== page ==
Ric Shares Wisdom on the 60/40 Portfolio and Half-Life Annuities
Ric Edelman: Let's go to the phones here on the Truth about Your Future. Head off to Columbus, Ohio. Joe is with us on the air. How are you doing, Joe?
Joe from Columbus, OH: Hey, good. How about yourself?.
Ric Edelman: Doing very well, thank you. What can we do to help?
ASK RIC: Joe from Columbus, OH: I'll give you a little background on what my concerns are. I'm 77. My wife is 68. I have a portfolio that's approximately 60/40 with 60% equities, maybe 35% fixed, and two and a half percent of cash have a $40,000 six-year annuity that I did years ago to hopefully eliminate the risk. We have about $60,000 in cash, checking and savings. We have no mortgage, no credit card, no car payment. We live pretty comfortably on my teachers pension. I'm a retired teacher. My concern is over this last crash, we've lost over $110,000 or $120,000. Now, at our age, it's very difficult, obviously, to make that up. If we were in our 40s and 50s, obviously, it wouldn't be too much of an issue, but should we be seeing those kinds of swings at our age?
Ric Edelman: Well, Joe, let me ask you this. Shouldn't you have been asking that question before you built the 60/40 portfolio?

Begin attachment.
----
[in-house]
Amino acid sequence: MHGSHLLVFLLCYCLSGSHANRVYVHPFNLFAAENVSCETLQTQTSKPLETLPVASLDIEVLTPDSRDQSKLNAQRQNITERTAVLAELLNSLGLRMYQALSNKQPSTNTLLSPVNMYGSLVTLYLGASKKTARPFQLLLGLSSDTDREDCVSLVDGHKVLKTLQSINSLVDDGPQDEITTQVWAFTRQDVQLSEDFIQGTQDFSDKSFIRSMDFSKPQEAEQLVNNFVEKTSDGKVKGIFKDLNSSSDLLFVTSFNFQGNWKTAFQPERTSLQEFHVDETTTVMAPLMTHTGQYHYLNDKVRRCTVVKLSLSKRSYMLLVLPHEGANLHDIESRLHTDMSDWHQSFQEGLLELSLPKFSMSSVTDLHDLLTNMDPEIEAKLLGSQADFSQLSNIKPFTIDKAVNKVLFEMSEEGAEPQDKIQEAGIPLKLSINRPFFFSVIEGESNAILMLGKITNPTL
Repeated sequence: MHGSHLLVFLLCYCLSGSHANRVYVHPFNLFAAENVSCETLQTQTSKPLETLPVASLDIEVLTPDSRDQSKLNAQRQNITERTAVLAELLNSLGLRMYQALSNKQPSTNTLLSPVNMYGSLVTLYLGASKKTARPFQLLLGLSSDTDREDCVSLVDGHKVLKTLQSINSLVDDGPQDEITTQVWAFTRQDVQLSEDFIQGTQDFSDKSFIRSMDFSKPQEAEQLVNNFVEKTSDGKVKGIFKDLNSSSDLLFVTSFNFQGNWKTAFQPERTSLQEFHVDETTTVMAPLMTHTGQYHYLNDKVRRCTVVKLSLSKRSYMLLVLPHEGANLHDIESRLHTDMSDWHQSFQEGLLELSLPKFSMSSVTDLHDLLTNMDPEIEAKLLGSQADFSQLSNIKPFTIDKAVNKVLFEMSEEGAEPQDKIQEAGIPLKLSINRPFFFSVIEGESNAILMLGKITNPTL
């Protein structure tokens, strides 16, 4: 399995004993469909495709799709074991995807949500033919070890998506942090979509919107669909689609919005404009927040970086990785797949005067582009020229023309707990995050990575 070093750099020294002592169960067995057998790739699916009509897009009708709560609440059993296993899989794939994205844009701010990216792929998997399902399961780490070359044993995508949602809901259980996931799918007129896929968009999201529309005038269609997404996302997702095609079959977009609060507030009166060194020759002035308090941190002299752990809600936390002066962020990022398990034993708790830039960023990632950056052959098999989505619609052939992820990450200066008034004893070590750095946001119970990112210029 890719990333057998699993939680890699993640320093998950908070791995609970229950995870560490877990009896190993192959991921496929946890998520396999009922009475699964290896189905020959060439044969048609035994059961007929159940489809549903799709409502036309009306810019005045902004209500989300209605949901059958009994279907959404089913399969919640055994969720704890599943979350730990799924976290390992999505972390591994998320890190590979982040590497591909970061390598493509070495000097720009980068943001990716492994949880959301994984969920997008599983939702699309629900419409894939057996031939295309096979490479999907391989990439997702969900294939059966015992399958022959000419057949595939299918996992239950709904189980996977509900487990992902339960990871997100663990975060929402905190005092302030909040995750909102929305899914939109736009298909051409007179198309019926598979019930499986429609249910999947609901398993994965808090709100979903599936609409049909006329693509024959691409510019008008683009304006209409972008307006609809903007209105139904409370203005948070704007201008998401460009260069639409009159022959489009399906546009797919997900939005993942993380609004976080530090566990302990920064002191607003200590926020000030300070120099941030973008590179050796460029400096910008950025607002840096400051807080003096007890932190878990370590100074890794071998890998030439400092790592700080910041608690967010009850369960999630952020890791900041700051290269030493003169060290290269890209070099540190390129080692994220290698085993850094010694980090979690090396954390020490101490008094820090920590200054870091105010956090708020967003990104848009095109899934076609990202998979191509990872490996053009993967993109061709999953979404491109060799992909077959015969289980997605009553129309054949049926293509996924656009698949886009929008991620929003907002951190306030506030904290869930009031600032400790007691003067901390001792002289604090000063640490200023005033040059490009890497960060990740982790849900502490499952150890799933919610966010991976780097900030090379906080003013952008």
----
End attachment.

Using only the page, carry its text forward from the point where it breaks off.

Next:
Joe from Columbus, OH: Well, I keep asking that with our advisor, and he keeps saying that we're going to be okay. See, my main concern is when I retired from teaching, our previous advisor told me to take the half-life annuity because, you know, we would have tons of money for the future. That didn't happen.
Ric Edelman: What is the amount of your monthly pension?
Joe from Columbus, OH: $3400 and change.
Ric Edelman: Which means when you pass away, your wife will get $1700 a month.
Joe from Columbus, OH: Correct. About $300 in Social Security right now.
Ric Edelman: So can your wife live on two grand a month?
Joe from Columbus, OH: Probably not.
Ric Edelman: Then the half-life annuity was not a great idea. It sounds like the advisors that you've been dealing with have not been all that fabulous. How many years has your current advisor been an advisor?
Joe from Columbus, OH: Boy, I'd say about eight or nine years.
Ric Edelman: Okay. Well, the problem is that over the past eight or nine years, the stock market and the bond market, the real estate market – all have all been doing fabulously. So has the crypto market. And if your advisor’s total experience is just the last eight or nine years and they don't have a lot of training in longer term economic history, meaning they don't understand what happened in the 1970s or the 1950s or the 1930s, let alone we go back to a great number of periods throughout American history, for example, the 1860s and 1870s, then they could have a Pollyanna perspective.